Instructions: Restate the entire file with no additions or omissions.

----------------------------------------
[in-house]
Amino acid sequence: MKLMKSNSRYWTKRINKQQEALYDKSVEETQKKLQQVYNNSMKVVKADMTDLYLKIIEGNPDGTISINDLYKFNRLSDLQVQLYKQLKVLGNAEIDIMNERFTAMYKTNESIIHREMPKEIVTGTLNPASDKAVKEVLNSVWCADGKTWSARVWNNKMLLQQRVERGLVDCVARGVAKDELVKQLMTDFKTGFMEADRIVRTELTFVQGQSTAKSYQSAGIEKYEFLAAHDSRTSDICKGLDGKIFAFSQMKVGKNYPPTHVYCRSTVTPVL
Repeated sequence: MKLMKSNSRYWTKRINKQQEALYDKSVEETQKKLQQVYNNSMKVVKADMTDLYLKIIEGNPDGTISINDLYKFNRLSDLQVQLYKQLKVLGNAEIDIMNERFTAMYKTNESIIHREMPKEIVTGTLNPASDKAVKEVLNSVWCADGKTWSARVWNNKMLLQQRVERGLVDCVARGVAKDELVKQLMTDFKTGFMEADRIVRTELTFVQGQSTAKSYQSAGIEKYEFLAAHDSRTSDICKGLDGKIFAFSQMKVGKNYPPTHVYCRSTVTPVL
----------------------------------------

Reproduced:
[in-house]
Amino acid sequence: MKLMKSNSRYWTKRINKQQEALYDKSVEETQKKLQQVYNNSMKVVKADMTDLYLKIIEGNPDGTISINDLYKFNRLSDLQVQLYKQLKVLGNAEIDIMNERFTAMYKTNESIIHREMPKEIVTGTLNPASDKAVKEVLNSVWCADGKTWSARVWNNKMLLQQRVERGLVDCVARGVAKDELVKQLMTDFKTGFMEADRIVRTELTFVQGQSTAKSYQSAGIEKYEFLAAHDSRTSDICKGLDGKIFAFSQMKVGKNYPPTHVYCRSTVTPVL
Repeated sequence: MKLMKSNSRYWTKRINKQQEALYDKSVEETQKKLQQVYNNSMKVVKADMTDLYLKIIEGNPDGTISINDLYKFNRLSDLQVQLYKQLKVLGNAEIDIMNERFTAMYKTNESIIHREMPKEIVTGTLNPASDKAVKEVLNSVWCADGKTWSARVWNNKMLLQQRVERGLVDCVARGVAKDELVKQLMTDFKTGFMEADRIVRTELTFVQGQSTAKSYQSAGIEKYEFLAAHDSRTSDICKGLDGKIFAFSQMKVGKNYPPTHVYCRSTVTPVL